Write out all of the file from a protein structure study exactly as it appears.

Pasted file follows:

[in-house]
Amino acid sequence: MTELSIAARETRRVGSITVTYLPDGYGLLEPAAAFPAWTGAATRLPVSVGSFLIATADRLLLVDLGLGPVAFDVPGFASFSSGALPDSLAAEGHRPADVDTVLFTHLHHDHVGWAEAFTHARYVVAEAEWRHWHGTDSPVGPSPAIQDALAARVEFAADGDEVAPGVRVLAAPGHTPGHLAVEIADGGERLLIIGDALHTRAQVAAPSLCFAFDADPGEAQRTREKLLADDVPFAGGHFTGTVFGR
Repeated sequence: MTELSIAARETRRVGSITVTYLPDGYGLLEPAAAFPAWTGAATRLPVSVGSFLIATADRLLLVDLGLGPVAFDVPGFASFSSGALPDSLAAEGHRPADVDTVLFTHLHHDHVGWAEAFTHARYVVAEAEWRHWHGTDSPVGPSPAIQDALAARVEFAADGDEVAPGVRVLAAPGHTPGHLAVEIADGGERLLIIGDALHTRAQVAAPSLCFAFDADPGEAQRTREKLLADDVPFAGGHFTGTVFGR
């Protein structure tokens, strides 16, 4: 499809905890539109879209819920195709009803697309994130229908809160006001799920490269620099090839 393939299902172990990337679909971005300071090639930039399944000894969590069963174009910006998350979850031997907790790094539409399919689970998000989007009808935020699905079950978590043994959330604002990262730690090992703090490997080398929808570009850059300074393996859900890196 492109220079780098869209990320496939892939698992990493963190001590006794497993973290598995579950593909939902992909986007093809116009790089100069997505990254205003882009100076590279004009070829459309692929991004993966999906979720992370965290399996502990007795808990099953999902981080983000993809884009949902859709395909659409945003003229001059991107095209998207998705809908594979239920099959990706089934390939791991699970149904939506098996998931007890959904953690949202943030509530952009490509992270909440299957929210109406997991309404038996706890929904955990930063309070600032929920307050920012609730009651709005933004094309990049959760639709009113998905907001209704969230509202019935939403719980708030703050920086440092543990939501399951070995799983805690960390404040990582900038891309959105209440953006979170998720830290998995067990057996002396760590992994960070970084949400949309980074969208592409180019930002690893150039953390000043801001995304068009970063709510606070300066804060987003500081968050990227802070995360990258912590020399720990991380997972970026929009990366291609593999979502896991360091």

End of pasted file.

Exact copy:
[in-house]
Amino acid sequence: MTELSIAARETRRVGSITVTYLPDGYGLLEPAAAFPAWTGAATRLPVSVGSFLIATADRLLLVDLGLGPVAFDVPGFASFSSGALPDSLAAEGHRPADVDTVLFTHLHHDHVGWAEAFTHARYVVAEAEWRHWHGTDSPVGPSPAIQDALAARVEFAADGDEVAPGVRVLAAPGHTPGHLAVEIADGGERLLIIGDALHTRAQVAAPSLCFAFDADPGEAQRTREKLLADDVPFAGGHFTGTVFGR
Repeated sequence: MTELSIAARETRRVGSITVTYLPDGYGLLEPAAAFPAWTGAATRLPVSVGSFLIATADRLLLVDLGLGPVAFDVPGFASFSSGALPDSLAAEGHRPADVDTVLFTHLHHDHVGWAEAFTHARYVVAEAEWRHWHGTDSPVGPSPAIQDALAARVEFAADGDEVAPGVRVLAAPGHTPGHLAVEIADGGERLLIIGDALHTRAQVAAPSLCFAFDADPGEAQRTREKLLADDVPFAGGHFTGTVFGR
């Protein structure tokens, strides 16, 4: 499809905890539109879209819920195709009803697309994130229908809160006001799920490269620099090839 393939299902172990990337679909971005300071090639930039399944000894969590069963174009910006998350979850031997907790790094539409399919689970998000989007009808935020699905079950978590043994959330604002990262730690090992703090490997080398929808570009850059300074393996859900890196 492109220079780098869209990320496939892939698992990493963190001590006794497993973290598995579950593909939902992909986007093809116009790089100069997505990254205003882009100076590279004009070829459309692929991004993966999906979720992370965290399996502990007795808990099953999902981080983000993809884009949902859709395909659409945003003229001059991107095209998207998705809908594979239920099959990706089934390939791991699970149904939506098996998931007890959904953690949202943030509530952009490509992270909440299957929210109406997991309404038996706890929904955990930063309070600032929920307050920012609730009651709005933004094309990049959760639709009113998905907001209704969230509202019935939403719980708030703050920086440092543990939501399951070995799983805690960390404040990582900038891309959105209440953006979170998720830290998995067990057996002396760590992994960070970084949400949309980074969208592409180019930002690893150039953390000043801001995304068009970063709510606070300066804060987003500081968050990227802070995360990258912590020399720990991380997972970026929009990366291609593999979502896991360091």